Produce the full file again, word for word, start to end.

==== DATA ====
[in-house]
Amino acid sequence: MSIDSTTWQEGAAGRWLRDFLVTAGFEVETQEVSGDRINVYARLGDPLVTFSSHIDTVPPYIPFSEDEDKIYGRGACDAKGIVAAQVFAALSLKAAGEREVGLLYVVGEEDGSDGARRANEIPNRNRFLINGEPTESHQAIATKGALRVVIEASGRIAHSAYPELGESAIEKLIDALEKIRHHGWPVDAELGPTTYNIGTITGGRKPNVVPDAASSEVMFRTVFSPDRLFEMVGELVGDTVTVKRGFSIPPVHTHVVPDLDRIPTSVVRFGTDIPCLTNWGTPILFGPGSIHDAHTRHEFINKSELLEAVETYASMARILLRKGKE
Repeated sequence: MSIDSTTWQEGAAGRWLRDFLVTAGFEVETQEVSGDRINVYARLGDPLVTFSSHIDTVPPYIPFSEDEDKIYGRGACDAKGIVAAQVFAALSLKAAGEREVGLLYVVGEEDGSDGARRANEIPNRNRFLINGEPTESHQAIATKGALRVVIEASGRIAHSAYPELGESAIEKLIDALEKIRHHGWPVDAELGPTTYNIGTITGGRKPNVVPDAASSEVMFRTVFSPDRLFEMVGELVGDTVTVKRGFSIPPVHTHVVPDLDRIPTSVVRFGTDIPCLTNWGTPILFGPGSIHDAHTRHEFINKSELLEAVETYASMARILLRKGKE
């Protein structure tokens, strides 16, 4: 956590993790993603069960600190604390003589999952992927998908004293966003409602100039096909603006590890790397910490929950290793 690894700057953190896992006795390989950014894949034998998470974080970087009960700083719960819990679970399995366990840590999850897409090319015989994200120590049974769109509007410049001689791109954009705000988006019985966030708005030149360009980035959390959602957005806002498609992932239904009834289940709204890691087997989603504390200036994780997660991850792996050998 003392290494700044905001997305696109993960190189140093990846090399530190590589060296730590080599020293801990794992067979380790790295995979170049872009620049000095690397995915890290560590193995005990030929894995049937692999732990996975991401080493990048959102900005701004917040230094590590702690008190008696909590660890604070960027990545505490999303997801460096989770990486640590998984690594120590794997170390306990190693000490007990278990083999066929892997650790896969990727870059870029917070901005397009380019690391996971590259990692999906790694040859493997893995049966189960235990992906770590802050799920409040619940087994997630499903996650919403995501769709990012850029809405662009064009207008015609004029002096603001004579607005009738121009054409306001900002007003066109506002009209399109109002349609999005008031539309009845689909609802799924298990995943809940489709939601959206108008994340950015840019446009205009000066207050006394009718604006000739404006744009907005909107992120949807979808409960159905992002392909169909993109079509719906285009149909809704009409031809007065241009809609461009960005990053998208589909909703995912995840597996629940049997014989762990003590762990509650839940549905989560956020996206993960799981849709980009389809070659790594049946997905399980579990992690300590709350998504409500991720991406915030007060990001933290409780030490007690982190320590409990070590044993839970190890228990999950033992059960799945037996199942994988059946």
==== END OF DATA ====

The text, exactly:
[in-house]
Amino acid sequence: MSIDSTTWQEGAAGRWLRDFLVTAGFEVETQEVSGDRINVYARLGDPLVTFSSHIDTVPPYIPFSEDEDKIYGRGACDAKGIVAAQVFAALSLKAAGEREVGLLYVVGEEDGSDGARRANEIPNRNRFLINGEPTESHQAIATKGALRVVIEASGRIAHSAYPELGESAIEKLIDALEKIRHHGWPVDAELGPTTYNIGTITGGRKPNVVPDAASSEVMFRTVFSPDRLFEMVGELVGDTVTVKRGFSIPPVHTHVVPDLDRIPTSVVRFGTDIPCLTNWGTPILFGPGSIHDAHTRHEFINKSELLEAVETYASMARILLRKGKE
Repeated sequence: MSIDSTTWQEGAAGRWLRDFLVTAGFEVETQEVSGDRINVYARLGDPLVTFSSHIDTVPPYIPFSEDEDKIYGRGACDAKGIVAAQVFAALSLKAAGEREVGLLYVVGEEDGSDGARRANEIPNRNRFLINGEPTESHQAIATKGALRVVIEASGRIAHSAYPELGESAIEKLIDALEKIRHHGWPVDAELGPTTYNIGTITGGRKPNVVPDAASSEVMFRTVFSPDRLFEMVGELVGDTVTVKRGFSIPPVHTHVVPDLDRIPTSVVRFGTDIPCLTNWGTPILFGPGSIHDAHTRHEFINKSELLEAVETYASMARILLRKGKE
């Protein structure tokens, strides 16, 4: 956590993790993603069960600190604390003589999952992927998908004293966003409602100039096909603006590890790397910490929950290793 690894700057953190896992006795390989950014894949034998998470974080970087009960700083719960819990679970399995366990840590999850897409090319015989994200120590049974769109509007410049001689791109954009705000988006019985966030708005030149360009980035959390959602957005806002498609992932239904009834289940709204890691087997989603504390200036994780997660991850792996050998 003392290494700044905001997305696109993960190189140093990846090399530190590589060296730590080599020293801990794992067979380790790295995979170049872009620049000095690397995915890290560590193995005990030929894995049937692999732990996975991401080493990048959102900005701004917040230094590590702690008190008696909590660890604070960027990545505490999303997801460096989770990486640590998984690594120590794997170390306990190693000490007990278990083999066929892997650790896969990727870059870029917070901005397009380019690391996971590259990692999906790694040859493997893995049966189960235990992906770590802050799920409040619940087994997630499903996650919403995501769709990012850029809405662009064009207008015609004029002096603001004579607005009738121009054409306001900002007003066109506002009209399109109002349609999005008031539309009845689909609802799924298990995943809940489709939601959206108008994340950015840019446009205009000066207050006394009718604006000739404006744009907005909107992120949807979808409960159905992002392909169909993109079509719906285009149909809704009409031809007065241009809609461009960005990053998208589909909703995912995840597996629940049997014989762990003590762990509650839940549905989560956020996206993960799981849709980009389809070659790594049946997905399980579990992690300590709350998504409500991720991406915030007060990001933290409780030490007690982190320590409990070590044993839970190890228990999950033992059960799945037996199942994988059946």